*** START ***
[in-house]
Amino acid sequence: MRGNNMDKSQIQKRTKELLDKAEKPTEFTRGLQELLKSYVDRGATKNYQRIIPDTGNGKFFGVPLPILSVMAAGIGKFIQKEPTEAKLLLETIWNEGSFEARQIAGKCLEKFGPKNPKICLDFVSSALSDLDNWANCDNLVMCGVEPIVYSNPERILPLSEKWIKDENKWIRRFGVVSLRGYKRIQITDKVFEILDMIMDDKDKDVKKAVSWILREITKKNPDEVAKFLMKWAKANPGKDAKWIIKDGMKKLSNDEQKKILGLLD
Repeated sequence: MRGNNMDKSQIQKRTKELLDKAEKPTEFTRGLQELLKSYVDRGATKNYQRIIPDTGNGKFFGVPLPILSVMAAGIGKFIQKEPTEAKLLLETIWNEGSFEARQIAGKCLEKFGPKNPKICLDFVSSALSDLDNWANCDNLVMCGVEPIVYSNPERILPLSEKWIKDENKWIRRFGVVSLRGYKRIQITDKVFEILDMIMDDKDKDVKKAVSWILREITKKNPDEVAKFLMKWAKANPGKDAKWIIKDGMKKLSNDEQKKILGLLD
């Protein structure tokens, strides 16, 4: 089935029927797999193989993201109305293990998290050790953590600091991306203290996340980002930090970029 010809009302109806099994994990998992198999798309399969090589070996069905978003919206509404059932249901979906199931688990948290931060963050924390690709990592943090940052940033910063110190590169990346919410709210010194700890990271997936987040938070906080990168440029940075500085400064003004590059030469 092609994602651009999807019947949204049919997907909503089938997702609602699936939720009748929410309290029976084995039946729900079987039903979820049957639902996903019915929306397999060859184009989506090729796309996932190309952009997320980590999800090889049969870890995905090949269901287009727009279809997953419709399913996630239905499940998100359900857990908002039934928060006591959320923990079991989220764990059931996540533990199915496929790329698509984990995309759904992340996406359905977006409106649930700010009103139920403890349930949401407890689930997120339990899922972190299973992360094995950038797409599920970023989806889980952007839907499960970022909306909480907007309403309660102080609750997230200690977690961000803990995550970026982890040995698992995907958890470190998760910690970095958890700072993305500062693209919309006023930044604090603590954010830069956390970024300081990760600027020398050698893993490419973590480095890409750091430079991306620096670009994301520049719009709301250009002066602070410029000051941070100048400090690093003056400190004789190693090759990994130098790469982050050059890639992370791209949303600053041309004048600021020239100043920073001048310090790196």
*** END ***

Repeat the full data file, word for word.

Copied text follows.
[in-house]
Amino acid sequence: MRGNNMDKSQIQKRTKELLDKAEKPTEFTRGLQELLKSYVDRGATKNYQRIIPDTGNGKFFGVPLPILSVMAAGIGKFIQKEPTEAKLLLETIWNEGSFEARQIAGKCLEKFGPKNPKICLDFVSSALSDLDNWANCDNLVMCGVEPIVYSNPERILPLSEKWIKDENKWIRRFGVVSLRGYKRIQITDKVFEILDMIMDDKDKDVKKAVSWILREITKKNPDEVAKFLMKWAKANPGKDAKWIIKDGMKKLSNDEQKKILGLLD
Repeated sequence: MRGNNMDKSQIQKRTKELLDKAEKPTEFTRGLQELLKSYVDRGATKNYQRIIPDTGNGKFFGVPLPILSVMAAGIGKFIQKEPTEAKLLLETIWNEGSFEARQIAGKCLEKFGPKNPKICLDFVSSALSDLDNWANCDNLVMCGVEPIVYSNPERILPLSEKWIKDENKWIRRFGVVSLRGYKRIQITDKVFEILDMIMDDKDKDVKKAVSWILREITKKNPDEVAKFLMKWAKANPGKDAKWIIKDGMKKLSNDEQKKILGLLD
């Protein structure tokens, strides 16, 4: 089935029927797999193989993201109305293990998290050790953590600091991306203290996340980002930090970029 010809009302109806099994994990998992198999798309399969090589070996069905978003919206509404059932249901979906199931688990948290931060963050924390690709990592943090940052940033910063110190590169990346919410709210010194700890990271997936987040938070906080990168440029940075500085400064003004590059030469 092609994602651009999807019947949204049919997907909503089938997702609602699936939720009748929410309290029976084995039946729900079987039903979820049957639902996903019915929306397999060859184009989506090729796309996932190309952009997320980590999800090889049969870890995905090949269901287009727009279809997953419709399913996630239905499940998100359900857990908002039934928060006591959320923990079991989220764990059931996540533990199915496929790329698509984990995309759904992340996406359905977006409106649930700010009103139920403890349930949401407890689930997120339990899922972190299973992360094995950038797409599920970023989806889980952007839907499960970022909306909480907007309403309660102080609750997230200690977690961000803990995550970026982890040995698992995907958890470190998760910690970095958890700072993305500062693209919309006023930044604090603590954010830069956390970024300081990760600027020398050698893993490419973590480095890409750091430079991306620096670009994301520049719009709301250009002066602070410029000051941070100048400090690093003056400190004789190693090759990994130098790469982050050059890639992370791209949303600053041309004048600021020239100043920073001048310090790196």